Against the backdrop of the Bezeq ruling, in 2018, the Lod District Court (Judge Prof. O. Grosskopf) took an unusual measure in the Better Place case and dismissed the liquidators’ lawsuit in limine, even before the defendants filed their statement of defense.


At that time, the District Court ruled that the statement of claim relates to typical business decisions that are at the core of the managers’ business judgment and that, even if the plaintiffs could prove all of the facts, they do not suffice to indicate the officers acted recklessly or made uninformed decisions. The court stated that when deliberating a business activity, which is risky by nature and involves risk-taking, it must avoid the “wisdom of hindsight” and refrain from imposing additional risks on officers in a way that could detract from the Israeli market’s attractiveness. It determined that since the entire lawsuit constitutes a retrospective assault on business logic that did not work out well, the lawsuit should be dismissed in limine already at the preliminary stage and before any comprehensive substantive clarification.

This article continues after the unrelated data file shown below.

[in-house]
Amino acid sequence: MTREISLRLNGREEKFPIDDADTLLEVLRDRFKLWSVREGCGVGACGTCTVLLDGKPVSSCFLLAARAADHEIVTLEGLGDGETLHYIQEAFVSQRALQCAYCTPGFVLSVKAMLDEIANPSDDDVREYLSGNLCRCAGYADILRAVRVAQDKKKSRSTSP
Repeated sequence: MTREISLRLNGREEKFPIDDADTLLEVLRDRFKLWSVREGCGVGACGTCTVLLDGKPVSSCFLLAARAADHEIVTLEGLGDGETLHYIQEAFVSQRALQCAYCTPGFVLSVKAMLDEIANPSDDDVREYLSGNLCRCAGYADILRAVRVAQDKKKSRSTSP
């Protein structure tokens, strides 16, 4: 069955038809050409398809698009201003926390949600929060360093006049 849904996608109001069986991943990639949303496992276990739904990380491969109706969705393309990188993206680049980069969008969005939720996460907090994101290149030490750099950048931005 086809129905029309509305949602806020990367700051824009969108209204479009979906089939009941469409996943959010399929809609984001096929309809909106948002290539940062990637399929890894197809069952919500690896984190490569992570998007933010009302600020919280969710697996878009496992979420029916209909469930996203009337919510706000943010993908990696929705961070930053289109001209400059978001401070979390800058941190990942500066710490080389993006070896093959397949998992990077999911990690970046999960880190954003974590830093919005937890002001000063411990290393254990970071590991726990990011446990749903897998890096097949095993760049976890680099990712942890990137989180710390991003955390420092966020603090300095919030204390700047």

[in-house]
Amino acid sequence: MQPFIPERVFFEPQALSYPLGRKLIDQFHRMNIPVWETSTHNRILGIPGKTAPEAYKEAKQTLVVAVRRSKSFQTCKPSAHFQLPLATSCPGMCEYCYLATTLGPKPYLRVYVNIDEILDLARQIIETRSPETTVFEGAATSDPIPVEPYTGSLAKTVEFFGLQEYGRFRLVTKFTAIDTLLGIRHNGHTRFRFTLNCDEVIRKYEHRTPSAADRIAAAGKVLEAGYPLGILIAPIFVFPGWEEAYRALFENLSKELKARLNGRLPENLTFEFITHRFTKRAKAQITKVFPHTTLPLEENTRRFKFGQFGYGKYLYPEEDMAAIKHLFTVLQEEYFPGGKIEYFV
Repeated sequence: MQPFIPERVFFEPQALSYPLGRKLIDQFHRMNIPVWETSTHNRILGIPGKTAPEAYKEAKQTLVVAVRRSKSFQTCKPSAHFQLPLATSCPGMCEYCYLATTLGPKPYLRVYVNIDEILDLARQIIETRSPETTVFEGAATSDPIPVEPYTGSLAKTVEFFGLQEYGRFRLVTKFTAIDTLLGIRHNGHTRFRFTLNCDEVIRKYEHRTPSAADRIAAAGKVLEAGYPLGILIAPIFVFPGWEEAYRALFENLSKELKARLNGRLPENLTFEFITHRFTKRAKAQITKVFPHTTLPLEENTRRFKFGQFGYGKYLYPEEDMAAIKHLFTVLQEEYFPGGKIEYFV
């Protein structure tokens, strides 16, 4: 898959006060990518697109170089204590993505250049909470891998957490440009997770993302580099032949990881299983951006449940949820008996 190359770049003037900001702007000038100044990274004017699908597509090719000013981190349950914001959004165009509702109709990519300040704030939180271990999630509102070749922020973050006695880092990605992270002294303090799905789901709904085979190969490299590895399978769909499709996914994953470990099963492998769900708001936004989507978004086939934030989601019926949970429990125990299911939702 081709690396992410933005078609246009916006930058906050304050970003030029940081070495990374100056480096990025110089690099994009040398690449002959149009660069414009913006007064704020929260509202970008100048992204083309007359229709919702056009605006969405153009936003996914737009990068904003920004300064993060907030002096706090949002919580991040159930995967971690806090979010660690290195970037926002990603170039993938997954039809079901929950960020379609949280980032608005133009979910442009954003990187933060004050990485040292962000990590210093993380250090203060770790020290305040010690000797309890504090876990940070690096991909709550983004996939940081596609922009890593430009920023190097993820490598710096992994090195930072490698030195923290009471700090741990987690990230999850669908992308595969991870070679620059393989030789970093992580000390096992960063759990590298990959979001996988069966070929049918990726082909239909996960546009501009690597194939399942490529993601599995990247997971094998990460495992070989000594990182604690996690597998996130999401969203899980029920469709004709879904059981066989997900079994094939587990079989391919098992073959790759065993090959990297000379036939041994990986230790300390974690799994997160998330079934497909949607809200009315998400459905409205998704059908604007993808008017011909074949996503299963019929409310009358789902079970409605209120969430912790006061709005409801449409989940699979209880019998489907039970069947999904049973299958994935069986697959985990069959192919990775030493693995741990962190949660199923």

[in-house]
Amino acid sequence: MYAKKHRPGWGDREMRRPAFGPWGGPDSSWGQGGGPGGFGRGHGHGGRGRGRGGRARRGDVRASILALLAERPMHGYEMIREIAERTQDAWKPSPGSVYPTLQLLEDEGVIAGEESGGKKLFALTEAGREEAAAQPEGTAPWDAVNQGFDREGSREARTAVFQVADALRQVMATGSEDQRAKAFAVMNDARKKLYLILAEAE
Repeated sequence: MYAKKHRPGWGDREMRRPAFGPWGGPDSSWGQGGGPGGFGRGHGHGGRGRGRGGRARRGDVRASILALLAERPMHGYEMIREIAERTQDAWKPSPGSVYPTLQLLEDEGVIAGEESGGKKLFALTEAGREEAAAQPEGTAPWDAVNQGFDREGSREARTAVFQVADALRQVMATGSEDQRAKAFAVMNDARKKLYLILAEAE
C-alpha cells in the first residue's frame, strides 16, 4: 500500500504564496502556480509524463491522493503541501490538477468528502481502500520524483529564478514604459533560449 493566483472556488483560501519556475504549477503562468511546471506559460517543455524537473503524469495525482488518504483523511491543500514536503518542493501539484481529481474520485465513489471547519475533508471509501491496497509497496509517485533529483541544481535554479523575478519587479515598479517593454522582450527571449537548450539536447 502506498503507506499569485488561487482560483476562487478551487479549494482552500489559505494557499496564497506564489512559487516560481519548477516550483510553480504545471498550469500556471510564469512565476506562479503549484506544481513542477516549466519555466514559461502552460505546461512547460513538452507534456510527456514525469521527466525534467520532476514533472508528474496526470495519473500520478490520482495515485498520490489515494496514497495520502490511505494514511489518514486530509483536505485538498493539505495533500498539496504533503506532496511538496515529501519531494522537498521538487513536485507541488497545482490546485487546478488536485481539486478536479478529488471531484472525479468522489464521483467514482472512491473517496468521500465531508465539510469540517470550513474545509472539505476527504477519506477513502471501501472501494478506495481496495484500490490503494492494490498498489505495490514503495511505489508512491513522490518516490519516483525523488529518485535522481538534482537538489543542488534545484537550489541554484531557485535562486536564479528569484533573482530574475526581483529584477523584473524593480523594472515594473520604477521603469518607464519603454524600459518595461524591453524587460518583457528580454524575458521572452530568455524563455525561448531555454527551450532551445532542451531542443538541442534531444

Since the handing down of the ruling in the Better Place case, Judge Grosskopf received a promotion and appointment as a Supreme Court justice. Concurrently, additional district court judges have followed his lead and ruled that the business judgment rule should be interpreted broadly, so that it will be used in appropriate instances to dismiss (even in limine) lawsuits against managers alleging it was their negligence that resulted in a company’s collapse. (See, for example, Judge Kabub’s ruling in the Habas case.)


However, as stated, the Supreme Court’s current ruling has determined otherwise. It reversed the District Court ruling in the Better Place case and is allowing the lawsuit against the managers and independent auditors who held office prior to the group’s collapse to move forward on its merits.


The Supreme Court’s Ruling